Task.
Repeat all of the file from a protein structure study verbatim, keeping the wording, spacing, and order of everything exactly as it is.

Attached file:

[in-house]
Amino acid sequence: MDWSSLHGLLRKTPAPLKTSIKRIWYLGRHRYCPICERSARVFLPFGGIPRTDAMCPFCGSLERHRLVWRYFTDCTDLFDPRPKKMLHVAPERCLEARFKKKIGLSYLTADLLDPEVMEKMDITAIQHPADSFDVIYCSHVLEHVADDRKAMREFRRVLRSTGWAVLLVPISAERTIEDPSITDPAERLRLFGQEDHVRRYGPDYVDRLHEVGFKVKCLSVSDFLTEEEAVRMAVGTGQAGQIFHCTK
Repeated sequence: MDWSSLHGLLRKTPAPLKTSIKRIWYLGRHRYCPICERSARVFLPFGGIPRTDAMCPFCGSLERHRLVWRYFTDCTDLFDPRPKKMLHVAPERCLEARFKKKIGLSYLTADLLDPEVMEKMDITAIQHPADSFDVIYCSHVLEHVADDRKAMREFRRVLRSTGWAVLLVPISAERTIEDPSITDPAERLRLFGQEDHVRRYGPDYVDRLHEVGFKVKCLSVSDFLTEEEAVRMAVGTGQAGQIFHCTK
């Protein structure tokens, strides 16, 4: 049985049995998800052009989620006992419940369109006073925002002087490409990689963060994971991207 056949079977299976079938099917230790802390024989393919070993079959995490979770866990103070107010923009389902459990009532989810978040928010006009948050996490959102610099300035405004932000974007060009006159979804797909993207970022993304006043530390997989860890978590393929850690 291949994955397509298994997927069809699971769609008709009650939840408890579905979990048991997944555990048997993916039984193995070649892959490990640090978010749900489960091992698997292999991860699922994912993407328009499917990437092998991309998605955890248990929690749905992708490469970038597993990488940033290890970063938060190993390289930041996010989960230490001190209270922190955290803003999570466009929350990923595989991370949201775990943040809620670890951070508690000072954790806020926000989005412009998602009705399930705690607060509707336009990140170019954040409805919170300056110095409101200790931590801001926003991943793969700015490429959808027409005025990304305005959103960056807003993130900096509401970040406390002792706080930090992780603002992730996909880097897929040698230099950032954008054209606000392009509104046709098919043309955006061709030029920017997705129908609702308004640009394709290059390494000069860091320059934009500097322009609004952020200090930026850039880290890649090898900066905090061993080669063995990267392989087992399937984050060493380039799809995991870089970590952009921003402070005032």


[in-house]
Amino acid sequence: MDWSSLHGLLRKTPAPLKTSIKRIWYLGRHRYCPICERSARVFLPFGGIPRTDAMCPFCGSLERHRLVWRYFTDCTDLFDPRPKKMLHVAPERCLEARFKKKIGLSYLTADLLDPEVMEKMDITAIQHPADSFDVIYCSHVLEHVADDRKAMREFRRVLRSTGWAVLLVPISAERTIEDPSITDPAERLRLFGQEDHVRRYGPDYVDRLHEVGFKVKCLSVSDFLTEEEAVRMAVGTGQAGQIFHCTK
Repeated sequence: MDWSSLHGLLRKTPAPLKTSIKRIWYLGRHRYCPICERSARVFLPFGGIPRTDAMCPFCGSLERHRLVWRYFTDCTDLFDPRPKKMLHVAPERCLEARFKKKIGLSYLTADLLDPEVMEKMDITAIQHPADSFDVIYCSHVLEHVADDRKAMREFRRVLRSTGWAVLLVPISAERTIEDPSITDPAERLRLFGQEDHVRRYGPDYVDRLHEVGFKVKCLSVSDFLTEEEAVRMAVGTGQAGQIFHCTK
């Protein structure tokens, strides 16, 4: 049985049995998800052009989620006992419940369109006073925002002087490409990689963060994971991207 056949079977299976079938099917230790802390024989393919070993079959995490979770866990103070107010923009389902459990009532989810978040928010006009948050996490959102610099300035405004932000974007060009006159979804797909993207970022993304006043530390997989860890978590393929850690 291949994955397509298994997927069809699971769609008709009650939840408890579905979990048991997944555990048997993916039984193995070649892959490990640090978010749900489960091992698997292999991860699922994912993407328009499917990437092998991309998605955890248990929690749905992708490469970038597993990488940033290890970063938060190993390289930041996010989960230490001190209270922190955290803003999570466009929350990923595989991370949201775990943040809620670890951070508690000072954790806020926000989005412009998602009705399930705690607060509707336009990140170019954040409805919170300056110095409101200790931590801001926003991943793969700015490429959808027409005025990304305005959103960056807003993130900096509401970040406390002792706080930090992780603002992730996909880097897929040698230099950032954008054209606000392009509104046709098919043309955006061709030029920017997705129908609702308004640009394709290059390494000069860091320059934009500097322009609004952020200090930026850039880290890649090898900066905090061993080669063995990267392989087992399937984050060493380039799809995991870089970590952009921003402070005032």